Questar Gas consumers will be paying more for their service in the wake of Friday's rate increase approved by the Public Service Commission.
Questar will not get the entire $17.8 million annually it had sought but will get most of it — $13.5 million — barring appeals from interested parties.
The typical customer saw the rate rise by $8.50 annually in January when the commission conditionally granted part of Questar's request. Friday's action will bump up bills another $8.50 annually, for a $19-per-year rise. The typical homeowner will now pay $620 annually.
The Committee of Consumer Services, which represents individual and small-business customers, had said Questar needed only a $7.2 million increase. The Division of Public Utilities, a state agency that balances the interests of consumers and public utilities, had pegged the company's annual need at $12.8 million.
The committee had opposed any rate increase that helped pay for a carbon dioxide processing plant near Price. A Questar affiliate built the plant, which removes excess carbon dioxide from natural gas. The resulting gas has a higher BTU, or British Thermal Unit, which burns better in appliances in Wasatch Front homes and which Questar says is safer for those appliances to use.
But the commission accepted a stipulation between the Division of Public Utilities and Questar that calls for $5 million annually over five years to be used to defray the plant's costs. Questar originally had sought $7.4 million annually. The amount could fall if annual audits show actual expenses are less than $5 million per year.
"Overall, we are pleased with the commission's decision and see it as a step in the right direction," Questar Gas President and CEO Nick Rose said in a prepared statement. "In particular, recognizing the necessity of safety-related actions we took when we contracted for gas processing is an important signal . . . The processing on our southern system is an essential safety measure, and these significant costs need to be covered."
Roger Ball, administrative secretary for the Committee of Consumer Services, said he was "kind of disappointed" with the order and said the committee will decide over the next few days what action, if any, it would take.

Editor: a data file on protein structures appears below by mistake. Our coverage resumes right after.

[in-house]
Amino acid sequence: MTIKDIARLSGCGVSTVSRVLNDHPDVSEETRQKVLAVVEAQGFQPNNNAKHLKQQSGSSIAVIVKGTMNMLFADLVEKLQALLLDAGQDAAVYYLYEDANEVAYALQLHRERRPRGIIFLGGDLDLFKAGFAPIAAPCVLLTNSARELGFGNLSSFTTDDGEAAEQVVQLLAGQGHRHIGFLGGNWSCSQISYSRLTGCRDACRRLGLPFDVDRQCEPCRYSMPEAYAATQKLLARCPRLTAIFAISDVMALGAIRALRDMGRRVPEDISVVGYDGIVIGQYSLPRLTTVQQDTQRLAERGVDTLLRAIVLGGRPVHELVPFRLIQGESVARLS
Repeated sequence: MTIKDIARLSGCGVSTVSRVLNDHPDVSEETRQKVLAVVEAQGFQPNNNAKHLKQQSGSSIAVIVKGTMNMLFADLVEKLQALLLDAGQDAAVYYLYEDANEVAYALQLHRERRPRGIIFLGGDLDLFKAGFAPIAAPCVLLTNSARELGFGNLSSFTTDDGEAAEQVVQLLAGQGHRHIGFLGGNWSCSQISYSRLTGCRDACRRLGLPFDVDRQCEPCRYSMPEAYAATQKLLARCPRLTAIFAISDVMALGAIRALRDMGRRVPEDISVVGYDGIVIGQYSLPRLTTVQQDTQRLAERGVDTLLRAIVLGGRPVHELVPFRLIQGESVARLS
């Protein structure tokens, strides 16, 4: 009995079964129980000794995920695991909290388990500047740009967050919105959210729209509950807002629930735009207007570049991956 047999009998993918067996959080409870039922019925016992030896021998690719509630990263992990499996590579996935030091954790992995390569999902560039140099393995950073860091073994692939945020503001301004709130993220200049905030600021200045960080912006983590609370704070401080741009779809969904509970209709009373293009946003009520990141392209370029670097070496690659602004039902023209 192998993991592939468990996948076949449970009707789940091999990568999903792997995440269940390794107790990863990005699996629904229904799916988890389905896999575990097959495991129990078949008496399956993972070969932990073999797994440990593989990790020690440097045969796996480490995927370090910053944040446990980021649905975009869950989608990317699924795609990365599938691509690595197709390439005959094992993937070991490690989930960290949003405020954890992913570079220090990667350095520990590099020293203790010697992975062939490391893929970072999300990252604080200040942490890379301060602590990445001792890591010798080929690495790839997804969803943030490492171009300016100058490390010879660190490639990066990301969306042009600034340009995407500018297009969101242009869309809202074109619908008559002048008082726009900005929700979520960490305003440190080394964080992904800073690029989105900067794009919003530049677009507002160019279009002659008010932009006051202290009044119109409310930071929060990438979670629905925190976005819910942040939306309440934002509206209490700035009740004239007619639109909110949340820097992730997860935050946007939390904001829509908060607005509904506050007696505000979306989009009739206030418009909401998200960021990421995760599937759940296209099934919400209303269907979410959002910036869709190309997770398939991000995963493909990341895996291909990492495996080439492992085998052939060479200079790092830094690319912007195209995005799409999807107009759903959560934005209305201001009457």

Parties have 20 days to petition the commission to reconsider its order and they also can appeal the order to the state Supreme Court.
"I think the commission was between a rock and a hard place on the CO2 issue," Ball said.
He emphasized that the committee believes Questar, and not its customers, should be responsible for the financial consequences of a poor business decision, which the committee feels the plant represents. "A utility company should not be any more immune from that process than an Ernst or ZCMI should be," he said.
Commission Chairman Stephen Mecham disagreed with other commissioners on the plant stipulation, saying Questar should have taken the plant issue first to the Federal Energy Regulatory Commission. "The dispute over the plant never would have arisen had that occurred," he said in the order.
Last year, the PSC denied the company's request to recover plant costs through a semiannual "pass-through" rate case. Pass-through cases allow the company to adjust rates to reflect changes in gas costs, while the more-rare general rate cases cover the company's non-gas costs, including the costs of operating and maintaining the company's distribution system.
But the commission in January granted interim rate relief for the processing costs, totaling $7 million.
The order issued Friday also establishes an 11 percent return on equity, saying it was a "reasonable" return for Questar shareholders, and a weatherization program to encourage resource conservation.
Rose said Questar was disappointed with the rate-of-return figure, saying "it doesn't reflect the need for higher returns in what has become a more risky and competitive business — especially in light of higher interest costs."
Rose also noted that the company "will have to continue focusing on reducing costs by changing some of the things we do," but he did not provide details.
Questar Gas, a subsidiary of Salt Lake-based Questar Corp., filed for a $22.2 million rate increase in December but agreed to lower its request to $17.8 million after meeting with the committee and the division in June.
Questar's last general rate increase was in 1995 and amounted to $3.7 million. Company spokesman Chad Jones noted, however, that the increases were collected only from large gas transporters and customers building new structures. The last across-the-board type of general rate case was in 1985. That one brought an extra $5.1 million to the company annually, equating to an average increase of $20 per residential customer.